Freeman said the unique situation requires education. Without flight planning or technical solutions for deconfliction, communication and cooperation is vital to avoid potentially fatal collisions. Aerial applicators cannot see drones in the air from a distance allowing them to avoid a crash. With this, and the FAA regulations placing the responsibility to avoid aircraft on the shoulders of the drone operator, the liability and danger are both extremely high.

“We realize we have to share the air and we realize it’s not the easiest thing in the world to communicate, but how do we make this better so everybody is safe and profitable?” she said. ❖

— Gabel is an assistant editor and reporter for The Fence Post. She can be reached at rgabel@thefencepost.com or (970) 392-4410.

Colorado cowboy’s late invite turns into big day

Denver’s Rodeo All Star competition, held at the National Western Complex on April 12-13, 2019, invited 126 cowboys and cowgirls from seven different associations and boasted a total purse of $126,000.

The two day event was a high energy rodeo, with the winners automatically earning a qualification to compete in the million dollar Days of ’47 rodeo in Salt Lake City. With all that in its favor, it was unexpected for a contestant to cancel just before the rodeo began.

Fortunately for bareback rider Casey Colletti, when the other participant couldn’t make it, Rodeo All Star organizers called to see if the Pueblo, Colo., cowboy could show up by that afternoon to fill the vacancy. It seemed to be fate intervening, as Colletti had attempted to enter the rodeo at an earlier date, but circumstances left him out of the competition.

“We thought he was up Saturday (April 13), only to find out Casey actually wasn’t entered at all due to miscommunication,” said Colletti’s wife, Kacee Willbanks Colletti. “I reached out to (rodeo organizer) Leon Vick to let him know we did want to come, so when he had a turn out he reached out to me Saturday morning at 7 a.m. and asked if Casey wanted to come up that day. So I woke Casey up and asked him if he wanted to go. He said, ‘well I guess we’ll just go’ and the rest is history.”

That history she described was Colletti driving up and notching the highest score of Saturday afternoon’s round with an 84-point ride. The first place finish qualified Colletti to advance into Saturday night’s championship round and he was pleased with the result.

“It is really cool, because I didn’t know what the horse was,” he said of the afternoon’s winning ride. “I have heard of him, but I have never been on him. Everyone was telling me good things about it. I was pretty excited and it worked out good.”


Moving ahead to Saturday night’s rodeo action also worked out good for Colletti. The evening’s format consisted of two phases of competition, where eight contestants from each event competed against each other to earn the top two scores or times and progress further into a head-to-head round, where the Rodeo All Star title then would be decided. Along with winning the title if they emerged the victor in the head-to-head round, there was also an accompanying bonus of $5,000 to add incentive.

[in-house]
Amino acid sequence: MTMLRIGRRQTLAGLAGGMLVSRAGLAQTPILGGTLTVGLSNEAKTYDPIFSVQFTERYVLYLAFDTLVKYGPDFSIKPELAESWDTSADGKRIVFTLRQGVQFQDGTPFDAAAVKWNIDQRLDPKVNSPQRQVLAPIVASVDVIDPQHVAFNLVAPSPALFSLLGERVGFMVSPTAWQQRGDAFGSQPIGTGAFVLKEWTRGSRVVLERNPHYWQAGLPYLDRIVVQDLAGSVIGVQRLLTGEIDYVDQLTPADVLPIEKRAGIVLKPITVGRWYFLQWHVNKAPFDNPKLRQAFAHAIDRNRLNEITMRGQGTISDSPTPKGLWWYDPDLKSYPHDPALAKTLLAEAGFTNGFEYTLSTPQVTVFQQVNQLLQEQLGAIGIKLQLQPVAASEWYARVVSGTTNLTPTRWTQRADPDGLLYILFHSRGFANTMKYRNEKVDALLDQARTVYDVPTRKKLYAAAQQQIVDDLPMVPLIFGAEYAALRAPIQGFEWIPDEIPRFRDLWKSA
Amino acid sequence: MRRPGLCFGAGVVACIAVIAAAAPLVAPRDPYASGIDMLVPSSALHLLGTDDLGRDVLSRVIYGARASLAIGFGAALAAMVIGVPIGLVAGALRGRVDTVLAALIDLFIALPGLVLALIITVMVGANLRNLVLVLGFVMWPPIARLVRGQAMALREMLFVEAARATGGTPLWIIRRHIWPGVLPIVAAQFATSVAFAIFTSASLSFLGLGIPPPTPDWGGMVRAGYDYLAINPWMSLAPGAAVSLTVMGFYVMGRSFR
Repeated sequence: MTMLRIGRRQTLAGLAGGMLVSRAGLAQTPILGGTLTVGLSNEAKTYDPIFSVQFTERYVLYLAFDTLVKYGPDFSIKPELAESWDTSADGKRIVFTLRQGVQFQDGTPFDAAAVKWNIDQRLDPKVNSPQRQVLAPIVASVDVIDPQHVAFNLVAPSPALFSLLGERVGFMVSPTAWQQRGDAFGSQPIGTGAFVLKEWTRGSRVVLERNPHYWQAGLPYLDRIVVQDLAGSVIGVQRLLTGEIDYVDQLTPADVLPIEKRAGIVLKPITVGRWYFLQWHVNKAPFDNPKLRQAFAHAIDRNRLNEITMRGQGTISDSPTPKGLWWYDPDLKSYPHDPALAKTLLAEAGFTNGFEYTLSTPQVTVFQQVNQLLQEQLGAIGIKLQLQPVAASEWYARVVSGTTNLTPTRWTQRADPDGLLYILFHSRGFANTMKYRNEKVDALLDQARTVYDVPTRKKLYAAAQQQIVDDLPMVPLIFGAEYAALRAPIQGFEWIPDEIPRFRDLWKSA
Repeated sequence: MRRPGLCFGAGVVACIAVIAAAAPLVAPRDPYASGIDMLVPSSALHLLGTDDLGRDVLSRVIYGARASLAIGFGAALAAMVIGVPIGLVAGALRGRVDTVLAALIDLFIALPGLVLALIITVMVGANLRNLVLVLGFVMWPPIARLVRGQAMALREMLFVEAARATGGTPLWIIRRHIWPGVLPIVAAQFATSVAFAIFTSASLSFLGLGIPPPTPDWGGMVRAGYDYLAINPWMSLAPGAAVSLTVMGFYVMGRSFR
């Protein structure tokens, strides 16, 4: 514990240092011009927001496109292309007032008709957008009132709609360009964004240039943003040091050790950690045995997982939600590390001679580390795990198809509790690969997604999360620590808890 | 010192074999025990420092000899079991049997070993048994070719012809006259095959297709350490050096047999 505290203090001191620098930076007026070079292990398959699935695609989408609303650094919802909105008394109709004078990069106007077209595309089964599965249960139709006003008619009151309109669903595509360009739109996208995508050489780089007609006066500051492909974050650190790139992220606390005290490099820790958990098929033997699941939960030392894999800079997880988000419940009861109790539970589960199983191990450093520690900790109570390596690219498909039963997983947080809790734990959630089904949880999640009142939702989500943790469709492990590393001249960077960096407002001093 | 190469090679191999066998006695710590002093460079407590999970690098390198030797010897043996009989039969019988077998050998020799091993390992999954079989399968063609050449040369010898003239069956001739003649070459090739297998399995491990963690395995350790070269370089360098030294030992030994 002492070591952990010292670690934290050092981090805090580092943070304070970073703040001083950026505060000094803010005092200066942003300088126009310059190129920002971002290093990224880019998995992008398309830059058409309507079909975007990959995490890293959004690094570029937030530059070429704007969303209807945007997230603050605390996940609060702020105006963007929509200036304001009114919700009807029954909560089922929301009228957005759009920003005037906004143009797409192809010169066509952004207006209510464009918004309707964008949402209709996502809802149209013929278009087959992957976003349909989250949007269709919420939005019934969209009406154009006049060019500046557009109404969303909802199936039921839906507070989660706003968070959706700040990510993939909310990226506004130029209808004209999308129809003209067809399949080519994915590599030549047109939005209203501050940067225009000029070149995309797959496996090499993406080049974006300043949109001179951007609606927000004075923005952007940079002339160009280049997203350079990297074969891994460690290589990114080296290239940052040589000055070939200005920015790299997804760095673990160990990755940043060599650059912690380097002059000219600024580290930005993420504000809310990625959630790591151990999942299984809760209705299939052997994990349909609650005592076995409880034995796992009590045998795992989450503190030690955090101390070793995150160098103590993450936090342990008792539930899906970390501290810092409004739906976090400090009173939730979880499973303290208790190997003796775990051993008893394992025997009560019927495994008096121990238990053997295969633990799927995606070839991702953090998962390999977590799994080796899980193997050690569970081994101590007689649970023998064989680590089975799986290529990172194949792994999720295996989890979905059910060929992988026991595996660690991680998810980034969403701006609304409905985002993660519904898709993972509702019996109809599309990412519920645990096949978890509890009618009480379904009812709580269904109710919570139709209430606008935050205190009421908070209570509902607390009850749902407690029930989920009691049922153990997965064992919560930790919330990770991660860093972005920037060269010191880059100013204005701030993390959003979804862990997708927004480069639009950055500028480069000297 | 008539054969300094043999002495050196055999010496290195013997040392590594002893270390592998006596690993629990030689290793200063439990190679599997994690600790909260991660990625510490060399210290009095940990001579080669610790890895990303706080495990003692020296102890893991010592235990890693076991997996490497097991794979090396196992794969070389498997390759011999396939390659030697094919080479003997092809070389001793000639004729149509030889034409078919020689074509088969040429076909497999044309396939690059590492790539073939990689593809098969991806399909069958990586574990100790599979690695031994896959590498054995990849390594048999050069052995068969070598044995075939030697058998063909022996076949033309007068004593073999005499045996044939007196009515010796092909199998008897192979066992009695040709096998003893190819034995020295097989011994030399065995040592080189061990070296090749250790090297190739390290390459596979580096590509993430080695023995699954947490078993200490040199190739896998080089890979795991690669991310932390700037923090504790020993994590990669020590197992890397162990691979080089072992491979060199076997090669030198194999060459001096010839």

When Saturday night’s performance kicked into gear, Colletti showed his affinity for competing at the National Western Complex by posting yet another high score for the round. His 87-point ride was one point better than Will Lowe’s 86 points, and it ensured the two veteran riders would return in short order to compete against each for the bareback title and the extra $5,000 check. To say the Colorado cowboy was enthusiastic about facing off against former world champion bareback rider Will Lowe would be an understatement. “I’m excited,” said Colletti about the upcoming match-up. “Being able to go against three time world champion Will Lowe in a shootout, head-to-head format? It is pretty cool. This is the kind of stuff we live for, you know what I mean? That final round, bear down, best of the best, run your hand in and see who is first.”

Lowe led the way out of the gate, and his flashy, black and white bronc soared and kicked throughout the 8-second ride, earning the Texas cowboy an impressive 90 points from the judges.

“What a great little horse,” said Lowe after the ride. “She was really electric. She bolted out of there hard and had kind of a wild move and then just set up and bailed in the air and had a lot of electricity and a lot of flash to her. She had a lot of hang time and a lot of snap with her back feet to help send your feet to the rigging. She was a great dancing partner and a lot of fun.”

Not only was it fun for Lowe, but it was fun for the crowd as they anticipated Colletti’s turn inside the arena. Needing to beat 90 points, he spurred a Cervi Rodeo Company bronc throughout a successful ride, but his efforts came up short when the judges awarded a score of 88 points. While he didn’t take home the title, Colletti remained upbeat.

“You know, I am happy,” he said after exiting the arena. “I had that horse in the short round of Denver this year and we were like 75 points and she knocked me goofy. So I kind of had revenge more on that horse than I did beating Will. Of course, it would have been nice to beat Will, but when somebody is 90 points?” he paused with an appreciative grin. “I went for broke and was trying to be 92. It didn’t work today.”